Good Practices Work ”Hands and Heart!” Interview by Yana DOMUSCHIEVA Ivan Stanchov was born on 1 April 1929 in Sofia. He is the grandson of Dimitar Yanev Stanchov, Bulgaria’s Ambassador to the UK, Minister of Foreign Affairs, and Prime Minister. His father, Ivan Dimitrov Stanchov was also a diplomat. The family emigrated to the USA in 1943. There Ivan Stanchov graduated from Georgetown University and founded his own company called Cresta Marketing. In 1990 he returned to Bulgaria following 47 years of exile. He was appointed ambassador to the UK and Ireland. In 1994 he became Foreign Minister, and later foreign policy advisor to presidents Peter Stoyanov and Georgi Parvanov. In 1994, Stanchov established Karine Dom, a daytime rehab and integration centre for children with mental disabilities in his grandfather’s house in Varna. The centre was named after his cousin Karine who was born with cerebral palsy. The centre provides care for more than 100 children every day, and trained professionals encourage these children to grow up with their families and attend normal state schools. Later Stanchov also founded the Gavrosh Association which provides shelter and schooling for homeless children in Varna. - Mr Stanchov, in your opinion, what is it that the state can do to prevent what we saw in the BBC documentary? In order to prevent what was happening, the state should have admitted that the problem was there, and agreed to work on it with Bulgarian and foreign NGOs and voluntary workers. - And who should assume responsibility for what is happening to those children? I think it is more than clear that the control over what is happening to those children, as well as the disrespect for children’s rights and the standards for working with children, lies fully with the Ministry of Labour and Social Policy and the State Agency for Child Protection. - What can be done for them at this point? What needs to be done for those children here and now is what should have been done over the years, and that is to identify each child’s problems and, based on the evaluation, qualified specialists should determine what is best for the child, e.g. adoption, foster care, or small family homes. Obviously the procedure would involve time, expertise, volunteer work, and funds but most of all it would need understanding and support at central level. 1 OBEKTIV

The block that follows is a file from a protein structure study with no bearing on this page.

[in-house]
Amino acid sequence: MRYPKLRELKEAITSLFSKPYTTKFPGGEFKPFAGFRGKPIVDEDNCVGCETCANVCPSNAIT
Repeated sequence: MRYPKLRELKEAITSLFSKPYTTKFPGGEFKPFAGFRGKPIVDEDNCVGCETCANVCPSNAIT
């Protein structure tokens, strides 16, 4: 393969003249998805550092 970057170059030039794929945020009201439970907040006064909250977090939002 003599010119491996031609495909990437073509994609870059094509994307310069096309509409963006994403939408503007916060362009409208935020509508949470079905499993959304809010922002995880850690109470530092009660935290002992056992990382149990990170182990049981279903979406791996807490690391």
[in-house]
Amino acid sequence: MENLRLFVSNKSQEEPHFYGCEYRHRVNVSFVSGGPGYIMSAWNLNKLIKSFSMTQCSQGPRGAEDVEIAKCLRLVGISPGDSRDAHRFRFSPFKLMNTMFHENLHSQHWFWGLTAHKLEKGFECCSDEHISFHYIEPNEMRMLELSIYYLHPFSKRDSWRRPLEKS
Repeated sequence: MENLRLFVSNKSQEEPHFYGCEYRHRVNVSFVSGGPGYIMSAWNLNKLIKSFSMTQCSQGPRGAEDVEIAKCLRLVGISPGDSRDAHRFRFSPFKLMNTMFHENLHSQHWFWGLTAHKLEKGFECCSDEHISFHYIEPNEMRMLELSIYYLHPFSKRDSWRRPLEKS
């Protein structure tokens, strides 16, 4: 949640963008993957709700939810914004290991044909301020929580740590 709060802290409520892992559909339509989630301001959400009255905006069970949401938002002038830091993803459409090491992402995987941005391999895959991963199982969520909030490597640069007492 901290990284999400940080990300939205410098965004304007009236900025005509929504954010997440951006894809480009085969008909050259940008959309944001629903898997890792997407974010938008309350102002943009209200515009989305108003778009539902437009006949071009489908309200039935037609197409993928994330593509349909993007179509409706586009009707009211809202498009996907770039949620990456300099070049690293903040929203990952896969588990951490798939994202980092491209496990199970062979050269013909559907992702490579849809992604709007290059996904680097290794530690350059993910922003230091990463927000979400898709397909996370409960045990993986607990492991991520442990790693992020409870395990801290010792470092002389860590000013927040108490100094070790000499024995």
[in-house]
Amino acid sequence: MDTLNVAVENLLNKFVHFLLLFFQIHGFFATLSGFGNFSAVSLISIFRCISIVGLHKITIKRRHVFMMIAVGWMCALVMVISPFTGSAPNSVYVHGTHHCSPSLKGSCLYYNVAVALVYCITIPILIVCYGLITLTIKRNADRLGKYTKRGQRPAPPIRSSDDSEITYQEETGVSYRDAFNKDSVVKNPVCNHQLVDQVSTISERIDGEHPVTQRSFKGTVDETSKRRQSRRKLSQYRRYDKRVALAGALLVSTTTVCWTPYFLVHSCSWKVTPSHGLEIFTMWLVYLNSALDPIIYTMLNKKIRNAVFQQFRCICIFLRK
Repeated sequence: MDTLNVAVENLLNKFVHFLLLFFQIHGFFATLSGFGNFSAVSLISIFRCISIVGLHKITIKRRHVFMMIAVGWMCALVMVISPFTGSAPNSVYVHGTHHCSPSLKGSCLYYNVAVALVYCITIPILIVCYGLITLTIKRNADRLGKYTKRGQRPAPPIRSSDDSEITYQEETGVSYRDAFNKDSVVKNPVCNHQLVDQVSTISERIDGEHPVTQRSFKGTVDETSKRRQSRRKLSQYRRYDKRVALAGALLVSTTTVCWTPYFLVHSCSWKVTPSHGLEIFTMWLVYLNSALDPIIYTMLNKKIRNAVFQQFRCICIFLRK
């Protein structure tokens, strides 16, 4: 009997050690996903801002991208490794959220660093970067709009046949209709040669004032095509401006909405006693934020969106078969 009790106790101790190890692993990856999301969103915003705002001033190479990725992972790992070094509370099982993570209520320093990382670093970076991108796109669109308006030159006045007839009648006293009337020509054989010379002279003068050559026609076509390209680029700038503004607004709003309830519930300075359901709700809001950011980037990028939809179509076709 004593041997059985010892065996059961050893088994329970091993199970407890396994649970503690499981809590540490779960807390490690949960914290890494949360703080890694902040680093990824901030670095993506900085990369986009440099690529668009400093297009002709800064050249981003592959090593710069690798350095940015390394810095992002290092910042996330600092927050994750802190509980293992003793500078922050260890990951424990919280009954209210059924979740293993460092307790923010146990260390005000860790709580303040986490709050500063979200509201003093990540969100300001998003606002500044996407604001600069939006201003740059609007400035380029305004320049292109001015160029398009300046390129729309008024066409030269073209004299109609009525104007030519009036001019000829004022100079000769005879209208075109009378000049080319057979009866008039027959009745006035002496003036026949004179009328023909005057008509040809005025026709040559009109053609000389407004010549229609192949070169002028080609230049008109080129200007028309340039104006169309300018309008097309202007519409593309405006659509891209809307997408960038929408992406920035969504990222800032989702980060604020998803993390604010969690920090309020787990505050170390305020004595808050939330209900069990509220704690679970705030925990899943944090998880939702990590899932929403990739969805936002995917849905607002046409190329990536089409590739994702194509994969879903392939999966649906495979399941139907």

- It would seem that we are trying to grope our way toward the western model where children with disabilities who are not living with their families are being raised in small family homes run by NGOs. What needs to happen to see this model operational in Bulgaria, too? - Work needs to be done at central level for the identification of a clear vision and structure with clear responsibilities for deinstitutionalisation; for the qualification and motivation of those working in the sector of people with disabilities, as well as for the development of sufficient and adequate services using existing good practices; for changing attitudes toward people with disabilities and staff working with them. This is necessary for the prevention of abandoning children in institutions and for the successful leading of children out of existing institutions. - We’ve seen numerous success stories of the children from Karine Dom. How has this been possible? The success of the children who attend our centre is due to the fact that they live in a normal family environment and are provided complex qualified services in accordance with their needs. These include early intervention, individual evaluation, an individual programme for work with each child by a motivated and highly qualified multi-disciplinary team who - quoting a good friend from the UK - ”work hands and heart”. We also work with the children’s families and our team is in constant contact with schools and pre-school institutions, state, regional and local administrations, as well as the media. All this provides for successful inclusion of children and their families in the community, a successful inclusive education of a large number of children, and, subsequently, successful prevention of abandoning to institutions. In the last few years Karine Dom has also operated as a training and resource centre. We have held numerous training sessions on various subjects for professionals working with children with disabilities in social homes and daytime centres throughout Bulgaria, as well as some from FYROM and Montenegro. The whole team at Karine Dom are ready to go on sharing their experience in developing new forms of services for special needs children. - And how is Karine Dom supported? For 14 years now Karine Dom has supported itself through charity. Specific projects have been funded under EU or other donor programmes. Obviously, this isn’t easy but it is a fact. Of course, in the long run and in view of the sustainable development of quality services, state funding will be needed. I hope that now, considering the government’s deinstitutionalisation policy, Karine Dom will be able to apply for funded delegated activities.